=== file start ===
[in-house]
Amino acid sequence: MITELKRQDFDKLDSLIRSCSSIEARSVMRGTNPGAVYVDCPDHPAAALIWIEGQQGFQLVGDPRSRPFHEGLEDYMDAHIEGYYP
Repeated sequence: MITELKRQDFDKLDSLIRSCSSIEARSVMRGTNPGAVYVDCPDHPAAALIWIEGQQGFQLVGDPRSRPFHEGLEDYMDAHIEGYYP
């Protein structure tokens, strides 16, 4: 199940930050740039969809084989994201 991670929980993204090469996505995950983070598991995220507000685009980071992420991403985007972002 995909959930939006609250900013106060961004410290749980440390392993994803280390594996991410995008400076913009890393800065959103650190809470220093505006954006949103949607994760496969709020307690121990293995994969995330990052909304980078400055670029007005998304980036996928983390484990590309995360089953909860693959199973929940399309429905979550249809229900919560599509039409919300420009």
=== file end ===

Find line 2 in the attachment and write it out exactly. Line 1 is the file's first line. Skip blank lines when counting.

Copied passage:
Amino acid sequence: MITELKRQDFDKLDSLIRSCSSIEARSVMRGTNPGAVYVDCPDHPAAALIWIEGQQGFQLVGDPRSRPFHEGLEDYMDAHIEGYYP